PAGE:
High plasma cholesterol and diabetes are major risk factors for atherosclerosis. We have shown in mouse models that lowering cholesterol levels promotes macrophage emigration and regression of atherosclerosis. This is mediated in vivo by the induction of the chemokine receptor CCR7 via LXR?. Moreover, regression of atherosclerosis and expression of CCR7 are impaired in diabetic mice. We have recently found that phosphorylation of S198 of LXR? is high in progressing atherosclerotic plaques and in vitro decreases CCR7 transcription.Therefore, we propose that changes in plasma cholesterol and glucose levels are important modulators of LXR? gene expression through changes in LXR? phosphorylation at S198. To test this will we take an integrated systems biology approach combining powerful mouse models of atherosclerosis regression with sophisticated genomics approaches to elucidate mechanisms of LXR?-mediated gene regulation in atherosclerosis and diabetes. Insights from these basic studies will inform new approaches to treating atherosclerosis, particularly in diabetics.

Public Health Relevance

Patients with diabetes have a number of complications including cardiovascular disease (CVD). In fact; high cholesterol and high glucose are recognized risk factors for CVD. Using powerful mouse and cell culture models; coupled with state of the art genomic approaches; we will examine the effects of high cholesterol and high glucose on the action in macrophages; the building blocks of atherosclerotic plaques; of the nuclear receptor LXR ; which protects these cells against adverse effects of high cholesterol and glucose. Understanding the mechanisms whereby cholesterol and glucose impact LXR gene regulatory functions will inform new approaches for treating diabetes and atherosclerosis.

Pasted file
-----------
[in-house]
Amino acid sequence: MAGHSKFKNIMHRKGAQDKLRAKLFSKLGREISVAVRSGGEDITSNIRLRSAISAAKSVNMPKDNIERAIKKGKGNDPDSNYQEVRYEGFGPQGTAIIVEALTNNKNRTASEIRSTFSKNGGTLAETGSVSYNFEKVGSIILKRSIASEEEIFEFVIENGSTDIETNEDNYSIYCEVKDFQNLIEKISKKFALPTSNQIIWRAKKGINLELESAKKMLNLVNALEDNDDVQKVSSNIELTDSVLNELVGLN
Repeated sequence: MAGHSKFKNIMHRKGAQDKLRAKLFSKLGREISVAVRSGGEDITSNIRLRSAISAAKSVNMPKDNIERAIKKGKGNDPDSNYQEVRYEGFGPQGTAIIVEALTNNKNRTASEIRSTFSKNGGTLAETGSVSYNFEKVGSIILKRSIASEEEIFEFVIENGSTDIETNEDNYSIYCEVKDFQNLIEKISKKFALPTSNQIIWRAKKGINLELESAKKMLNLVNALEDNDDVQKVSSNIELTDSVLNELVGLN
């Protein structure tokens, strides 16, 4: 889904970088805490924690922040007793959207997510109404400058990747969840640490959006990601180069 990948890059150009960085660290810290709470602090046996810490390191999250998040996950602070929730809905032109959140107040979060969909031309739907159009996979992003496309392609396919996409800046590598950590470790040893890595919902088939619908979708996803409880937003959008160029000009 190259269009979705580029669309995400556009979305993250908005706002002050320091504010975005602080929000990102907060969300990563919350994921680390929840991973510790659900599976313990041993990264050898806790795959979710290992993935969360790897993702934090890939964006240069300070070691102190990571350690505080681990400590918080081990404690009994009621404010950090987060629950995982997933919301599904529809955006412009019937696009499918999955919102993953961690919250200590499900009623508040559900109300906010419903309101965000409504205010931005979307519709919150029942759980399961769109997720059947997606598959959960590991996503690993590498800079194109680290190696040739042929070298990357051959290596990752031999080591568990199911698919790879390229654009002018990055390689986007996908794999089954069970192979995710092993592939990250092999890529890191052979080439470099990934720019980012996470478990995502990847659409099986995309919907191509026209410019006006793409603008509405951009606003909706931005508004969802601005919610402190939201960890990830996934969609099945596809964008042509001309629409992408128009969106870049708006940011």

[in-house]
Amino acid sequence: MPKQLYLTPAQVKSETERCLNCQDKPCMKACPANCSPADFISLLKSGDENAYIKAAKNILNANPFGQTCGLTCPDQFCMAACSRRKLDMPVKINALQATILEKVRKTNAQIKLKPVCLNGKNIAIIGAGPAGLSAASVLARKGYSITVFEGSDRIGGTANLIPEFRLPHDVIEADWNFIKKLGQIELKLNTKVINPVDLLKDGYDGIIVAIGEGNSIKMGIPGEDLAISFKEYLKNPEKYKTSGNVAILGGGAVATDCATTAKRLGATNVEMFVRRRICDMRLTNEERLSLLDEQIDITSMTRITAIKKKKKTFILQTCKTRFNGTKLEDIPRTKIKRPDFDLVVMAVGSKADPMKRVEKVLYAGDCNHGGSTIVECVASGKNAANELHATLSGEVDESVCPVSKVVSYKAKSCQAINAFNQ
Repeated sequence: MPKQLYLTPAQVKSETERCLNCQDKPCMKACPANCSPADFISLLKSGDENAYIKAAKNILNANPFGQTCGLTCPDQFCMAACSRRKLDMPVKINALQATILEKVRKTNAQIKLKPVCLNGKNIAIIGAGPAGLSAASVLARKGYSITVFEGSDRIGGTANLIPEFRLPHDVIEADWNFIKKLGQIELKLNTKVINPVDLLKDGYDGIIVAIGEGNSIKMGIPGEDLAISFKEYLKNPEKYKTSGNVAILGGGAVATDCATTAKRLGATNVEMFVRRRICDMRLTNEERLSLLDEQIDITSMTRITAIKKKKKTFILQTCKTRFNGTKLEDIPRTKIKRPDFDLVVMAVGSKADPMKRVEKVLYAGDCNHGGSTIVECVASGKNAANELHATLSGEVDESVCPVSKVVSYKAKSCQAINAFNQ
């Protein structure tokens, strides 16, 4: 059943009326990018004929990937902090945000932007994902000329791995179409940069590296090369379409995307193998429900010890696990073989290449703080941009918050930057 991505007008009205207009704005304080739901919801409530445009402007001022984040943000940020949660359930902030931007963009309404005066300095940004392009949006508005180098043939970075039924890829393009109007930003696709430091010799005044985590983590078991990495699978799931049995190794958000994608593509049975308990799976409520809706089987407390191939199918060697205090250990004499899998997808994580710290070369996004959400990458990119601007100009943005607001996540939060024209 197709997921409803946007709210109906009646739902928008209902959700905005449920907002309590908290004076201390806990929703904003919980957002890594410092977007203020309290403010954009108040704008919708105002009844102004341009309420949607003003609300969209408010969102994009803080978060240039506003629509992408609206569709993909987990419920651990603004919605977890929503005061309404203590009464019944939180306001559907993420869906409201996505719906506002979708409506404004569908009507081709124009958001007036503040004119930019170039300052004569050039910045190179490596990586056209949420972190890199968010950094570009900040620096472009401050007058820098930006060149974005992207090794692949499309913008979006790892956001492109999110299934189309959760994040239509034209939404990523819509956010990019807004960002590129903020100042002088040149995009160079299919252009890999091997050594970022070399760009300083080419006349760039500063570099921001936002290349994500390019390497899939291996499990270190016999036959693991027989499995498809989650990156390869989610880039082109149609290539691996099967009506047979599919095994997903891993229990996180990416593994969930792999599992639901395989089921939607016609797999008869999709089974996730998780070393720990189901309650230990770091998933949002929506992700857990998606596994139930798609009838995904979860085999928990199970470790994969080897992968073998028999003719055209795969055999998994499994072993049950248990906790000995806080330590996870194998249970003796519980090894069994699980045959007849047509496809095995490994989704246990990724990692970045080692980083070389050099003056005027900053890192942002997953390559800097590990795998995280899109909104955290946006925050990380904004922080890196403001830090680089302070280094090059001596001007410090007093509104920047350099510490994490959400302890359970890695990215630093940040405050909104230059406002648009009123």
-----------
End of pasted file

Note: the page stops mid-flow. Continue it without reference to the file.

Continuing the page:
Agency
National Institute of Health (NIH)
Institute
National Heart, Lung, and Blood Institute (NHLBI)
Type
Research Project (R01)
Project #
1R01HL117226-01A1
Application #
8653403
Study Section
Molecular and Cellular Endocrinology Study Section (MCE)
Program Officer
Liu, Lijuan
Project Start
2013-12-23
Project End
2017-11-30
Budget Start
2013-12-23
Budget End
2014-11-30
Support Year
1
Fiscal Year
2014
Total Cost
$484,266
Indirect Cost
$172,035
Name
New York University
Department
Internal Medicine/Medicine
Type
Schools of Medicine
DUNS #
121911077
City
New York
State
NY
Country
United States
Zip Code
10016
Distel, Emilie; Barrett, Tessa J; Chung, Kellie et al. (2014) miR33 inhibition overcomes deleterious effects of diabetes mellitus on atherosclerosis plaque regression in mice. Circ Res 115:759-69
Libby, Peter; Tabas, Ira; Fredman, Gabrielle et al. (2014) Inflammation and its resolution as determinants of acute coronary syndromes. Circ Res 114:1867-79